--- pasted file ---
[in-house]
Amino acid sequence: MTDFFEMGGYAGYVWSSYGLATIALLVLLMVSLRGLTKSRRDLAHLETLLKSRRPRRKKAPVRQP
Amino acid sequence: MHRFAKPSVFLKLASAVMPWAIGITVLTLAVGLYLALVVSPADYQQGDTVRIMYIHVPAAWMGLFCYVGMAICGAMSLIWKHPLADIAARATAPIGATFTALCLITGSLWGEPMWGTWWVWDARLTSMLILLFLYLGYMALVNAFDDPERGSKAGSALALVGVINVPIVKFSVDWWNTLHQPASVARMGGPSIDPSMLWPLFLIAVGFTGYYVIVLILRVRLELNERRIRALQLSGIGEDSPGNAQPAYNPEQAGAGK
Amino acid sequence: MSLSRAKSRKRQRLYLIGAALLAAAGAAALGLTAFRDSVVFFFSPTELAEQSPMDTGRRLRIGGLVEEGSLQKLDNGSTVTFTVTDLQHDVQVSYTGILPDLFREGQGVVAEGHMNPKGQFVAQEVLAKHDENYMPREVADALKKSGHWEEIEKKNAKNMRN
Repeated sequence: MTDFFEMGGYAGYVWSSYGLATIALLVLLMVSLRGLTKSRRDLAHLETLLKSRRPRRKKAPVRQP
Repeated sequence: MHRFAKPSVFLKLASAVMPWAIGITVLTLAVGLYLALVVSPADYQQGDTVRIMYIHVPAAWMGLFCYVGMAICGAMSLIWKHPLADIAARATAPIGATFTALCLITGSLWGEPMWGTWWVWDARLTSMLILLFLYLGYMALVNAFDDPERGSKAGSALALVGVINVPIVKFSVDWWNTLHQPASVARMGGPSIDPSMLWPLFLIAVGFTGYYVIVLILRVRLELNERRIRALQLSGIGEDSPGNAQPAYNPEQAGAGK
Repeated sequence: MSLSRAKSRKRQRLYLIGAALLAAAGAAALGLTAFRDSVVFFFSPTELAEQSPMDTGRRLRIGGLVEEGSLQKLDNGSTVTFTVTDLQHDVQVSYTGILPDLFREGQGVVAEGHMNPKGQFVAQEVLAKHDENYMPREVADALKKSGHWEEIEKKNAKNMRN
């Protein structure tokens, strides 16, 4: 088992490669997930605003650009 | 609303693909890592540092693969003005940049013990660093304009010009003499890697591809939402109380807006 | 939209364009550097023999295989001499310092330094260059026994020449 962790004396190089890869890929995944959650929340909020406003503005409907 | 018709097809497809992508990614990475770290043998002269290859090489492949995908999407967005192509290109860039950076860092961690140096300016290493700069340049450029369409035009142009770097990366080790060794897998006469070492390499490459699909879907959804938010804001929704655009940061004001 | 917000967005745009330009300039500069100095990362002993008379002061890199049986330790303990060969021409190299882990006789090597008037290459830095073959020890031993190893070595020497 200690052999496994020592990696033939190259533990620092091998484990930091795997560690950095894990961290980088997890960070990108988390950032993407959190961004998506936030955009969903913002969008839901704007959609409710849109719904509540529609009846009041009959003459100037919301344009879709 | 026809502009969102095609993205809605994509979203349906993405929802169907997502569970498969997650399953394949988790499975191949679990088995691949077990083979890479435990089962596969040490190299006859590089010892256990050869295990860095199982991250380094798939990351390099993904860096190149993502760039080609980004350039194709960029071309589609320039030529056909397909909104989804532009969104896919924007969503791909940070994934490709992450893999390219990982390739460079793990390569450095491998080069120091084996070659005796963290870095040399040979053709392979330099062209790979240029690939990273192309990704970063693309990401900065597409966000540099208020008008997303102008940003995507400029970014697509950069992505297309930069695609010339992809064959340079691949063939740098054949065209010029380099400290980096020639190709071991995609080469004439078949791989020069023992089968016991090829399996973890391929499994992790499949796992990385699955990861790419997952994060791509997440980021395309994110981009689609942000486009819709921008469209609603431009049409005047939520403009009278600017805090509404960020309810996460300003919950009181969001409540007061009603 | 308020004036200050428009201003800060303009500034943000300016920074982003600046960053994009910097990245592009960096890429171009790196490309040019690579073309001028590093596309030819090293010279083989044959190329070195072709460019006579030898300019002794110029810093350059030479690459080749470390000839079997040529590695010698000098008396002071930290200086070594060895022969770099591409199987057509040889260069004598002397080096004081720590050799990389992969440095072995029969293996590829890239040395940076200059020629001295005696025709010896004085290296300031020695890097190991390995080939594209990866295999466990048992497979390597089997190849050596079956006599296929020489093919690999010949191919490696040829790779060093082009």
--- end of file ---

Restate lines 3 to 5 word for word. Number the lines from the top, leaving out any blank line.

Amino acid sequence: MHRFAKPSVFLKLASAVMPWAIGITVLTLAVGLYLALVVSPADYQQGDTVRIMYIHVPAAWMGLFCYVGMAICGAMSLIWKHPLADIAARATAPIGATFTALCLITGSLWGEPMWGTWWVWDARLTSMLILLFLYLGYMALVNAFDDPERGSKAGSALALVGVINVPIVKFSVDWWNTLHQPASVARMGGPSIDPSMLWPLFLIAVGFTGYYVIVLILRVRLELNERRIRALQLSGIGEDSPGNAQPAYNPEQAGAGK
Amino acid sequence: MSLSRAKSRKRQRLYLIGAALLAAAGAAALGLTAFRDSVVFFFSPTELAEQSPMDTGRRLRIGGLVEEGSLQKLDNGSTVTFTVTDLQHDVQVSYTGILPDLFREGQGVVAEGHMNPKGQFVAQEVLAKHDENYMPREVADALKKSGHWEEIEKKNAKNMRN
Repeated sequence: MTDFFEMGGYAGYVWSSYGLATIALLVLLMVSLRGLTKSRRDLAHLETLLKSRRPRRKKAPVRQP